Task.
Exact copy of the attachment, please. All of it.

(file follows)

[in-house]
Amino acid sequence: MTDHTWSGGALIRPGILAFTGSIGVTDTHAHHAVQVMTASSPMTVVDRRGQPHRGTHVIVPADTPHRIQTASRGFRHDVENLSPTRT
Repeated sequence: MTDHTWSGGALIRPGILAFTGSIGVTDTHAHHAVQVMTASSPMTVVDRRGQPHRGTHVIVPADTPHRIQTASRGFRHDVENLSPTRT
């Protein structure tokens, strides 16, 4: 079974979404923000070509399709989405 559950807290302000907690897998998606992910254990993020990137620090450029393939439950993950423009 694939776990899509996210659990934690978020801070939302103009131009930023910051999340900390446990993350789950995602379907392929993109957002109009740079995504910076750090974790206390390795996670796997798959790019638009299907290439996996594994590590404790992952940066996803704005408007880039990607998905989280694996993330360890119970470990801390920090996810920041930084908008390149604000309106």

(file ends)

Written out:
[in-house]
Amino acid sequence: MTDHTWSGGALIRPGILAFTGSIGVTDTHAHHAVQVMTASSPMTVVDRRGQPHRGTHVIVPADTPHRIQTASRGFRHDVENLSPTRT
Repeated sequence: MTDHTWSGGALIRPGILAFTGSIGVTDTHAHHAVQVMTASSPMTVVDRRGQPHRGTHVIVPADTPHRIQTASRGFRHDVENLSPTRT
């Protein structure tokens, strides 16, 4: 079974979404923000070509399709989405 559950807290302000907690897998998606992910254990993020990137620090450029393939439950993950423009 694939776990899509996210659990934690978020801070939302103009131009930023910051999340900390446990993350789950995602379907392929993109957002109009740079995504910076750090974790206390390795996670796997798959790019638009299907290439996996594994590590404790992952940066996803704005408007880039990607998905989280694996993330360890119970470990801390920090996810920041930084908008390149604000309106």